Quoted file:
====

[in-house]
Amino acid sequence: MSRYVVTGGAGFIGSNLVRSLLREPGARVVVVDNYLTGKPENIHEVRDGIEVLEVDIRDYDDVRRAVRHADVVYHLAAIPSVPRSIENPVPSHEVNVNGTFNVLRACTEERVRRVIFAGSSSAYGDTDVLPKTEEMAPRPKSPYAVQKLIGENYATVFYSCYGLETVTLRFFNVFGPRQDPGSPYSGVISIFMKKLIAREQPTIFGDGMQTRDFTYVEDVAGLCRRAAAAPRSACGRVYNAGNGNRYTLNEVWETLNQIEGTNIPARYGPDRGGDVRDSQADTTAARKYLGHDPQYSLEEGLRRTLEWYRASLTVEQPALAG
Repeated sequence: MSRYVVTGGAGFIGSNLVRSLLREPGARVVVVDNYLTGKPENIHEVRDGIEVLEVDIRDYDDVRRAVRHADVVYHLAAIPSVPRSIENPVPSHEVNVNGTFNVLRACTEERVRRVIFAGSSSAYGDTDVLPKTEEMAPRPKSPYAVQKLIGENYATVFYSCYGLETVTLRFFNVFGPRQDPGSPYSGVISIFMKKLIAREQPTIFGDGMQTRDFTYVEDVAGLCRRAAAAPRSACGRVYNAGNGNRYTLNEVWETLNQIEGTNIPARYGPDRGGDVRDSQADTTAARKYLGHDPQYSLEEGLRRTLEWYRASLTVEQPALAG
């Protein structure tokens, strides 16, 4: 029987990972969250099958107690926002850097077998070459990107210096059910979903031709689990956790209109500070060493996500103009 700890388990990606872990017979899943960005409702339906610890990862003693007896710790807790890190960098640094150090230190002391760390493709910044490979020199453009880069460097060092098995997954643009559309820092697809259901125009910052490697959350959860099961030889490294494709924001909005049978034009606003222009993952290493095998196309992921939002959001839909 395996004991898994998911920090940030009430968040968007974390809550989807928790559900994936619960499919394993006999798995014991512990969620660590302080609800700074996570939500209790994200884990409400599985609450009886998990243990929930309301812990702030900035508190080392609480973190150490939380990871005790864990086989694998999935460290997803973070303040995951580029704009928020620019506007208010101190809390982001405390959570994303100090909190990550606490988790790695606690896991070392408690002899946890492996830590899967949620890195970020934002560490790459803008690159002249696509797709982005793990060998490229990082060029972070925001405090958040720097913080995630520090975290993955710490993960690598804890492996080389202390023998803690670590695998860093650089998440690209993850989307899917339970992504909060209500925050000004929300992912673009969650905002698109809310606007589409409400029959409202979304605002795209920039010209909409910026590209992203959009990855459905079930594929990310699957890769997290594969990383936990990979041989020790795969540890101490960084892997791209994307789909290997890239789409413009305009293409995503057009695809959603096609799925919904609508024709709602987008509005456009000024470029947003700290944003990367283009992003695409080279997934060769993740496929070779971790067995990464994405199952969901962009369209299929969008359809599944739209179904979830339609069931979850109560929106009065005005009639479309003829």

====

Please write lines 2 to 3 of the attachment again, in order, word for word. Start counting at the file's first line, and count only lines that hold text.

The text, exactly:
Amino acid sequence: MSRYVVTGGAGFIGSNLVRSLLREPGARVVVVDNYLTGKPENIHEVRDGIEVLEVDIRDYDDVRRAVRHADVVYHLAAIPSVPRSIENPVPSHEVNVNGTFNVLRACTEERVRRVIFAGSSSAYGDTDVLPKTEEMAPRPKSPYAVQKLIGENYATVFYSCYGLETVTLRFFNVFGPRQDPGSPYSGVISIFMKKLIAREQPTIFGDGMQTRDFTYVEDVAGLCRRAAAAPRSACGRVYNAGNGNRYTLNEVWETLNQIEGTNIPARYGPDRGGDVRDSQADTTAARKYLGHDPQYSLEEGLRRTLEWYRASLTVEQPALAG
Repeated sequence: MSRYVVTGGAGFIGSNLVRSLLREPGARVVVVDNYLTGKPENIHEVRDGIEVLEVDIRDYDDVRRAVRHADVVYHLAAIPSVPRSIENPVPSHEVNVNGTFNVLRACTEERVRRVIFAGSSSAYGDTDVLPKTEEMAPRPKSPYAVQKLIGENYATVFYSCYGLETVTLRFFNVFGPRQDPGSPYSGVISIFMKKLIAREQPTIFGDGMQTRDFTYVEDVAGLCRRAAAAPRSACGRVYNAGNGNRYTLNEVWETLNQIEGTNIPARYGPDRGGDVRDSQADTTAARKYLGHDPQYSLEEGLRRTLEWYRASLTVEQPALAG